I am my own best critic

Your inner critic is a vital part of who you are.Who else knows you so well? Who else can offer such fine-grained criticism,as well as finger your most cunning strategies of self-delusion and sabotage?Such a rich heritage of self-knowledge should be channeled toward self improvement.Instead of blocking out your inner critic , why not use it to burn away all your dross and second-rate pretensions?

Compassion hurts

“Compassion hurts. When you feel connected to everything, you also feel responsible for everything. And you cannot turn away. Your destiny is bound with the destinies of others. You must either learn to carry the Universe or be crushed by it. You must grow strong enough to love the world, yet empty enough to sit down at the same table with its worst horrors.”

Andrew Boyd, Daily Afflictions: The Agony of Being Connected to Everything in the Universe


Education doesn’t make you happy. Nor does freedom. We don’t become happy just because we’re free – if we are. Or because we’ve been educated – if we have. But because education may be the means by which we realize we are happy. It opens our eyes, our ears, tells us where delights are lurking, convinces us that there is only one freedom of any importance whatsoever, that of the mind, and gives us the assurance – the confidence – to walk the path our mind, our educated mind, offers.”
― Iris Murdoch

(excrept of «Manuscript found in Accra»)Paulo Coelho

(the main character is discussing about the feeling of uselessness)
Ask a flower in the field: ‘Do you feel useful? After all, you do nothing but produce the same flowers over and over?’And the flower will answer: ‘I am beautiful, and beauty is my reason for living.’Ask the river: ‘Do you feel useful, given that all you do is to keep flowing in the same direction?’And the river will answer: ‘I’m not trying to be useful, I’m trying to be a river.’Nothing in this world is useless in the eyes of God. Not a leaf from a tree falls, not a hair from your head, not even an insect dies because it was of no use. Everything has a reason to exist.Even you, the person asking the question. ‘I’m useless’ is the answer you give yourself.Soon that answer will poison you and you will die while still alive, even though you still walk, eat, sleep and try to have a little fun whenever possible.Don’t try to be useful. Try to be yourself: that is enough, and that makes all the difference.(excrept of «Manuscript found in Accra»)Paulo Coelho

Competition increases performance, but collaboration increases learning.

However, in schooling—especially when a student is first learning a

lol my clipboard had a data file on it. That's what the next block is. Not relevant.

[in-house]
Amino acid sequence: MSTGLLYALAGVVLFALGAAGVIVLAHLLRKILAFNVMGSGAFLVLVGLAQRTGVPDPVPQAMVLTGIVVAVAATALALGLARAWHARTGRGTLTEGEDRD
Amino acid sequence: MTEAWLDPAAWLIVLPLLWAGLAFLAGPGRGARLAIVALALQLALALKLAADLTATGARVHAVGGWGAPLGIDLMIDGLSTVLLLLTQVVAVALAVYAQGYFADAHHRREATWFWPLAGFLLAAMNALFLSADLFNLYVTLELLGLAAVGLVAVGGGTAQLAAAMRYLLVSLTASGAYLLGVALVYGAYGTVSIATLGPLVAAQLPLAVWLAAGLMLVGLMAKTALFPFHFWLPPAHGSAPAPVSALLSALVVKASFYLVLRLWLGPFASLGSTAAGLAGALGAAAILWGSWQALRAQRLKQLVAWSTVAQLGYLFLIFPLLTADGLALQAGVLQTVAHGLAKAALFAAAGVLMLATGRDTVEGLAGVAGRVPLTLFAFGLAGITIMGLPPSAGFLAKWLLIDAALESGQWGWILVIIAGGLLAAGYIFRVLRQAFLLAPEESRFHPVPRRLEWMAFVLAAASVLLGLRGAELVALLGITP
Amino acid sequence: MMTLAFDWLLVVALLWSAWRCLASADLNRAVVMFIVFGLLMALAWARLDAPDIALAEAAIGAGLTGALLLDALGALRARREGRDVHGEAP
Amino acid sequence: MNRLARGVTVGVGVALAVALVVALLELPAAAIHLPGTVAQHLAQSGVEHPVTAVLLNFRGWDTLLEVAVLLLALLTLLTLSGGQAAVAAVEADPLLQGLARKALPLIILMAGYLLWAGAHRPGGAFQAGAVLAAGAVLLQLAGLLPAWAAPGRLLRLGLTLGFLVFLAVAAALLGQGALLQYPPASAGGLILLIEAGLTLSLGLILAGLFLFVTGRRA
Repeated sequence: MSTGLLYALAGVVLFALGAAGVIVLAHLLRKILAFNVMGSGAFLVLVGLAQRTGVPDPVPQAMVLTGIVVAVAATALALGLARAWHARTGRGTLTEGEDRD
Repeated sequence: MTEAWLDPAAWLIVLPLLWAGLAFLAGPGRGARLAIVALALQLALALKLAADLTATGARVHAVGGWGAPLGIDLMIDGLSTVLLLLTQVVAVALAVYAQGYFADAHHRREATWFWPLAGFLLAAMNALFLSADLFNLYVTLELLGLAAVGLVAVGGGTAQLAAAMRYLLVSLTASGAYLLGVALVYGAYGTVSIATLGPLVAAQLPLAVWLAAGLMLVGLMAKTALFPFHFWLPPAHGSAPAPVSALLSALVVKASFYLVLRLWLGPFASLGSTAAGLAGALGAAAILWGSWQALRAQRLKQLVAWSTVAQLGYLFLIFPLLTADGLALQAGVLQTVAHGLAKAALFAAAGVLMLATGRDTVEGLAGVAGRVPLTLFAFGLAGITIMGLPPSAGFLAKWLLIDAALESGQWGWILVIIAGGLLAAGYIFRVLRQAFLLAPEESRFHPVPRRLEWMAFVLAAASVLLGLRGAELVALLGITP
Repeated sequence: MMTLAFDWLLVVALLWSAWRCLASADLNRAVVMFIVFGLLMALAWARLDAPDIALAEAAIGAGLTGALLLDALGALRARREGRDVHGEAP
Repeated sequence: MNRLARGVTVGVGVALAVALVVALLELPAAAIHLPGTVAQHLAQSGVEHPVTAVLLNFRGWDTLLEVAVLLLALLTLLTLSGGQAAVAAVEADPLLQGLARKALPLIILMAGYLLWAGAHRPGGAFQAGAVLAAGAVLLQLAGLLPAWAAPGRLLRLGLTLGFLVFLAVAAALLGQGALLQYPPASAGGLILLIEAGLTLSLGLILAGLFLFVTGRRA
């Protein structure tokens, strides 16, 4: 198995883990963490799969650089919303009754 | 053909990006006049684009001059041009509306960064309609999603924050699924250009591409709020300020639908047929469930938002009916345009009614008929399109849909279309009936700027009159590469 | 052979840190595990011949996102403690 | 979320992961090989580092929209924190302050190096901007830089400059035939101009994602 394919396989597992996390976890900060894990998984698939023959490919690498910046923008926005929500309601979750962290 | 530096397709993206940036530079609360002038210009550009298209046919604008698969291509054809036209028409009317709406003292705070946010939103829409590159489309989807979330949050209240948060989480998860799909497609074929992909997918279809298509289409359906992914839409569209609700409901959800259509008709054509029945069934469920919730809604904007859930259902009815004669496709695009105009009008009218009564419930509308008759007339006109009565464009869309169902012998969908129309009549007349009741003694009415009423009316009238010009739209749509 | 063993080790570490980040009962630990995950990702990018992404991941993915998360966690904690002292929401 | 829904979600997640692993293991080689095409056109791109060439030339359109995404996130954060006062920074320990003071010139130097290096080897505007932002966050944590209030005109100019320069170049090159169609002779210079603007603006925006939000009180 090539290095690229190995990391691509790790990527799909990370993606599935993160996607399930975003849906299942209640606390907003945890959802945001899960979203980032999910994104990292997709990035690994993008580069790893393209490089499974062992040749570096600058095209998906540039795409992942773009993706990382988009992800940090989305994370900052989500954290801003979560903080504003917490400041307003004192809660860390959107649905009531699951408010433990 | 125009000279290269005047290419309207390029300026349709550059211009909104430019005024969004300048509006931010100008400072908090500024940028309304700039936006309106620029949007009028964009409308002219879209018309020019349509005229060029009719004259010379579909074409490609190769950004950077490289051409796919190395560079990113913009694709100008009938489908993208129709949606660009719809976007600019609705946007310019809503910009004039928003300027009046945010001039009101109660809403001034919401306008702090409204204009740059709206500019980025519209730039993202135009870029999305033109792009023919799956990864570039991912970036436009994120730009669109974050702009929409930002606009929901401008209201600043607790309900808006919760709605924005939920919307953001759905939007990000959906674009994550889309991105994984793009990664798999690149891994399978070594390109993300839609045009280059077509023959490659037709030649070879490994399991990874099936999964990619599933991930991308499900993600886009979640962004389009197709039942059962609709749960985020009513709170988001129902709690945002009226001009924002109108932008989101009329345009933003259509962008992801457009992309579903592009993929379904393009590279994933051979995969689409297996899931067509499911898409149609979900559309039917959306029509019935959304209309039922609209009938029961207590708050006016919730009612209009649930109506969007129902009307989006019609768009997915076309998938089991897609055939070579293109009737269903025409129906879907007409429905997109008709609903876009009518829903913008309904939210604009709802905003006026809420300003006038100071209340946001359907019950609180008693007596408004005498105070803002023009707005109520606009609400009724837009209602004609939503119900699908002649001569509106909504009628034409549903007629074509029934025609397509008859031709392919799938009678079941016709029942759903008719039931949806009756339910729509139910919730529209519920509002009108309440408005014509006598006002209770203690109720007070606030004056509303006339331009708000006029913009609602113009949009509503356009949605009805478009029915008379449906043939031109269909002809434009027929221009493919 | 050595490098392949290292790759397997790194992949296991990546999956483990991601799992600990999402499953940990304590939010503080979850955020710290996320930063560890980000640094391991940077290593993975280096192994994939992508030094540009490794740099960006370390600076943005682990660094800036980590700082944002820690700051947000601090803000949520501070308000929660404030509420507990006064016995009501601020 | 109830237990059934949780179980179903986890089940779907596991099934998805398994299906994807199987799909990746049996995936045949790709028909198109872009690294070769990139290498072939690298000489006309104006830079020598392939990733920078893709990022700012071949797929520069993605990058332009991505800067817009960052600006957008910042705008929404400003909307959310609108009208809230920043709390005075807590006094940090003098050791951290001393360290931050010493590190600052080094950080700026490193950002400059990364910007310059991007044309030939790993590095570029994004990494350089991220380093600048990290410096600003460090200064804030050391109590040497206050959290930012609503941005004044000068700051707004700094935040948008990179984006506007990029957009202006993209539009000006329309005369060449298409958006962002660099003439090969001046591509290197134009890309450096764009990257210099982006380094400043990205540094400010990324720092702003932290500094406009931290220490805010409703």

skill—successes, rather than failures, build character and esteem.
Competitive approaches kill the drive for learning if the student rarely finds
himself in the winner’s circle. Competition leads to sorting which, to a very
young person, often fosters feelings of disappointment, which diminish the
innate desires to participate in the activity—in this case, learning.


Bill Gates’ 11 Rules of Life

Bill Gates’ 11 Rules of Life

Rule 1: Life is not fair — get used to it!

Rule 2: The world won’t care about your self-esteem. The world will expect you to accomplish something BEFORE you feel good about yourself.

Rule 3: You will NOT make $60,000 a year right out of high school. You won’t be a vice-president with a car phone until you earn both.

Rule 4: If you think your teacher is tough, wait till you get a boss.

Rule 5: Flipping burgers is not beneath your dignity. Your Grandparents had a different word for burger flipping — they called it opportunity.

Rule 6: If you mess up, it’s not your parents’ fault, so don’t whine about your mistakes, learn from them.

Rule 7: Before you were born, your parents weren’t as boring as they are now. They got that way from paying your bills, cleaning your clothes and listening to you talk about how cool you thought you are. So before you save the rain forest from the parasites of your parent’s generation, try delousing the closet in your own room.

Rule 8: Your school may have done away with winners and losers, but life HAS NOT. In some schools they have abolished failing grades and they’ll give you as MANY TIMES as you want to get the right answer. This doesn’t bear the slightest resemblance to ANYTHING in real life.

Rule 9: Life is not divided into semesters. You don’t get summers off and very few employers are interested in helping you FIND YOURSELF. Do that on your own time.

Rule 10: Television is NOT real life. In real life people actually have to leave the coffee shop and go to jobs.

Rule 11: Be nice to nerds. Chances are you’ll end up working for one.